Royal Irish Academy

A Revolution in Profiles - Co. Offaly

In association with The Royal Irish Academy

John Dunne 1899-1921 

John Dunne was born around 1899. His parents John and Kate Dunne farmed three acres at Fartamore, Foxhall outside Tuam. 

John Dunne junior joined the RIC in 1918 and was stationed at Birr. 

Through the War of Independence, republicans worked to undermine the basic instruments of British administration and replace them with their own. This was especially true with regards to the legal system, with ‘Sinn Féin ’ or ‘Dail ’ courts established and a boycott of the pre-existing Assizes rigorously enforced.  

To maintain their own courts, the British authorities needed to impanel juries. As the conflict escalated, the RIC men tasked with serving summonses on prospective jurors became vulnerable to attack.  

Early in in May 1920, the south Offaly IRA had formed a small active service unit to operate in the 3rd Battalion area covering, Killoughey, Kilcormac, Kinnitty and Drumcullen. On 16 May a member of the Birr Cumann na mBan was informed by a Black and Tan that a police party were scheduled to issue summonses in Cadamstown the following day. This information was conveyed to 3rd Battalion column in Killoughey and its leader Joseph Connolly hastily deployed the unit for an ambush at Kinnitty.   

On 17 May 1920 John Dunne was one of a seven-man cycle patrol tasked with delivering summonses. They passed through Kinnitty before the arrival of the IRA and after conducting their business at Cadamstown set out on their return journey to Birr. On reaching Kinnitty, the detail spilt in two, with three policeman continuing along main street, while Dunne along with constables Connors, Doran and Fitzgerald, took the Kilcormac road. 

As the second group travelled through the village, Joseph Connolly and Michael Carroll began shooting from the burnt-out ruins of the abandoned RIC barrack, while Michael Cordial, Michael Seery and another volunteer opened fire from the grounds of the catholic church. All four policemen men were wounded, and Dunne died almost instantly.  

In the aftermath the attackers withdrew back to Killoughey. The police contingent on the Birr Road were unharmed and returned to barracks from where a military lorry was dispatched to collect Dunne and his injured comrades. Constable Doran died at Birr some days later. Ambush participant, Michael Cordial credited the intervention of local priest Fr. Houlihan with preventing reprisals in the aftermath of the attack.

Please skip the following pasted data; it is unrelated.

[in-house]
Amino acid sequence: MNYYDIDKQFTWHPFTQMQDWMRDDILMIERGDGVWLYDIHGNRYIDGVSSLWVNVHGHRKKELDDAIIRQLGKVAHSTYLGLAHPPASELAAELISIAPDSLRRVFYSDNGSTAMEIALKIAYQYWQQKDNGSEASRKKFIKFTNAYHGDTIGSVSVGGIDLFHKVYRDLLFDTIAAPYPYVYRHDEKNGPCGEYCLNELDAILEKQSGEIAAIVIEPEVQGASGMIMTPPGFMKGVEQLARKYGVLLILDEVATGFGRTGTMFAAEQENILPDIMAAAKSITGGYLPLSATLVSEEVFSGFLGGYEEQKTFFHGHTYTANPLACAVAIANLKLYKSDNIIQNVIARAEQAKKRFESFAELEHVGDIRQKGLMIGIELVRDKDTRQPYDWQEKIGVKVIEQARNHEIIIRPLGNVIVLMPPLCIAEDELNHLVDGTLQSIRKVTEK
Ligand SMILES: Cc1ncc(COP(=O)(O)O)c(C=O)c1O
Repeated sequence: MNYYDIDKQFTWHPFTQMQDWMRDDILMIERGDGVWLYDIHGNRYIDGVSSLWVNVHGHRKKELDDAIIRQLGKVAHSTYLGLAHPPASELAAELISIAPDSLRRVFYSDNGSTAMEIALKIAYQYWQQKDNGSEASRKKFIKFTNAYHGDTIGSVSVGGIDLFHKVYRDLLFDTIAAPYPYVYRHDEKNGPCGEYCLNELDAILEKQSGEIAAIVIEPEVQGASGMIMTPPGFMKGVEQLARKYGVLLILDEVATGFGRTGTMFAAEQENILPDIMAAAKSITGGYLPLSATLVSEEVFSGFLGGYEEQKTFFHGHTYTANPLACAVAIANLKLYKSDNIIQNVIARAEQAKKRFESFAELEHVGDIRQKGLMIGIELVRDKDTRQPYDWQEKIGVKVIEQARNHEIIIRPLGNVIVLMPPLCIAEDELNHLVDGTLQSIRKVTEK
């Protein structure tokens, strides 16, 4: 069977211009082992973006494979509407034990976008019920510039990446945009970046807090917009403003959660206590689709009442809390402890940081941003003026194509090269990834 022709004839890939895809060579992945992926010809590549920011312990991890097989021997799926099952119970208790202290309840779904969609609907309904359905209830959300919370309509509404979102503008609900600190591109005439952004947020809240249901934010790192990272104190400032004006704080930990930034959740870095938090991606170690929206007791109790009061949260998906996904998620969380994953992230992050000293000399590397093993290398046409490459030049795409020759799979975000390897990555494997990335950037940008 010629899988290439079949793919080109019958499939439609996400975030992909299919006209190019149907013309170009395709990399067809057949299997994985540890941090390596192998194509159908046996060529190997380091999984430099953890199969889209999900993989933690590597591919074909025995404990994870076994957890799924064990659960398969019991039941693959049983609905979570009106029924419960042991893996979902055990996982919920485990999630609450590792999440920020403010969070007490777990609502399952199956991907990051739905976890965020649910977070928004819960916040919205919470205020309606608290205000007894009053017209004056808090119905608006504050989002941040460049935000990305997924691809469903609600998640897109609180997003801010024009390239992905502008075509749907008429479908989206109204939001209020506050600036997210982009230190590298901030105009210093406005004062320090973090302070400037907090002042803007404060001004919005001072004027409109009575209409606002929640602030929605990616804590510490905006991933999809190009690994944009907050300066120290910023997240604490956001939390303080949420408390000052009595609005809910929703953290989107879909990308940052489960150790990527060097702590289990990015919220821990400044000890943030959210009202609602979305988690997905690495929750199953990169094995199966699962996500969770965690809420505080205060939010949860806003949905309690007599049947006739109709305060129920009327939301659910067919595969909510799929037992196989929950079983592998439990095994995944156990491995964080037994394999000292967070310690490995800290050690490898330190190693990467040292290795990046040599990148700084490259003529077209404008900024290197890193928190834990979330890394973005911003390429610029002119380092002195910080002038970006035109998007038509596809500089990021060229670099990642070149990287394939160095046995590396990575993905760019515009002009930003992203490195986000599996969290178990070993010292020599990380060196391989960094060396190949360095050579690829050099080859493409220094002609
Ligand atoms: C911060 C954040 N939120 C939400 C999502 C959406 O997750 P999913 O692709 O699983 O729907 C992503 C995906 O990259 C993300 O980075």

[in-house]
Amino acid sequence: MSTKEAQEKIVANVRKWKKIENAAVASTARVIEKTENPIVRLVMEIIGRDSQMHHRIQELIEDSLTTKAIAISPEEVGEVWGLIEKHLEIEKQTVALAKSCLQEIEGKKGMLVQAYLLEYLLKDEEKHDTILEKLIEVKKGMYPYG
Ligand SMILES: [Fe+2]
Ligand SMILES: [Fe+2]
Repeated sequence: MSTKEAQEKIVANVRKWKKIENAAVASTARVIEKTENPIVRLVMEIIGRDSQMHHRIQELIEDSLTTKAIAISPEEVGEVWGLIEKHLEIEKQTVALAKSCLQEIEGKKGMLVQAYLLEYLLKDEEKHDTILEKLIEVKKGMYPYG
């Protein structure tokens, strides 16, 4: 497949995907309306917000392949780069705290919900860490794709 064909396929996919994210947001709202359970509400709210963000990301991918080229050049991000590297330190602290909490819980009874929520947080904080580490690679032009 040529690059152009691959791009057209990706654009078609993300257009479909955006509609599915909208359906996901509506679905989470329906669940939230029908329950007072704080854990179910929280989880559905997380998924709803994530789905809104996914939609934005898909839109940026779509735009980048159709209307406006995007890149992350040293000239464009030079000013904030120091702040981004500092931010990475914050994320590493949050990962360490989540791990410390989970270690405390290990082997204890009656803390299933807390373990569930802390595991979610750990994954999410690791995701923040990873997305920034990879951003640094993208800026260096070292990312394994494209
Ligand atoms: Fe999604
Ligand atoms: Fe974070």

At a later compensation hearing District Inspector Dougan stated… 

‘Constable Dunne was the most efficient member of the force he had ever met and would have been promoted very quickly. He was a man of splendid character and was always most temperate’ (1)

Dunne’s remains were returned to Galway for burial. In Birr his cortege received military honours and his coffin covered in the Union Jack was lead through the town by the band of the Leinster Regiment playing Beethoven’s death march and an escort under Captain Acton. Procession contained contingents of RIC men from Birr, Banagher and Shinrone. At Chesterfield on the Tullamore Road the Last Post was sounded. 

John Dunne was buried at Kilconly graveyard outside Tuam. A day after his internment several wreaths were removed from his grave, broken up and strewn on the roadside. 


Sources

Military Service Pension Collection. Joseph Connolly 24SP2719. Michael Coridal 24SP11688. Michael Seery MSP34REF19821. Search online at https://www.militaryarchives.ie/collections/online-collections/military-service-pensions-collection1916-1923  

Bureau of Military History Statements. Joe Connolly (Witness 1599). Michael Cordial (Witness 1712). Search online at https://www.militaryarchives.ie/collections/online-collections/bureau-of-military-history-1913- 1921/bmhsearch/  

1901 and 1911 Census. Search online at http://www.census.nationalarchives.ie/search/ 

Richard Abbot. ‘Police Casualties in Ireland 1919-1922’. (Cork) 2019. 

Daithí O Corráin and Eunan O’Halpin. The dead of the Irish Revolution. (Yale) 2020. 

Paddy Heaney. At the foot of the Slieve Blooms. (Kilcormac) 2006.  

Daniel Murray “‘Tinkering with the honour of the nation’: The Second Offaly Brigade in the War of Independence, 1920-21.” Online at https://erinascendantwordpress.wordpress.com/tag/kinnitty

Tom Nolan. The War of Independence in Offaly in Journal of the Old Athlone Society volume 9. (Athlone) 2015, available online at https://www.midlandshistory.com/uploads/4/0/4/1/40413751/4_- _the_war_of_independence_in_offaly.pdf

Leinster Reporter. 28 May 1921. 8 October 1921. 

(1) Leinster Reporter. 8 October 1921. 

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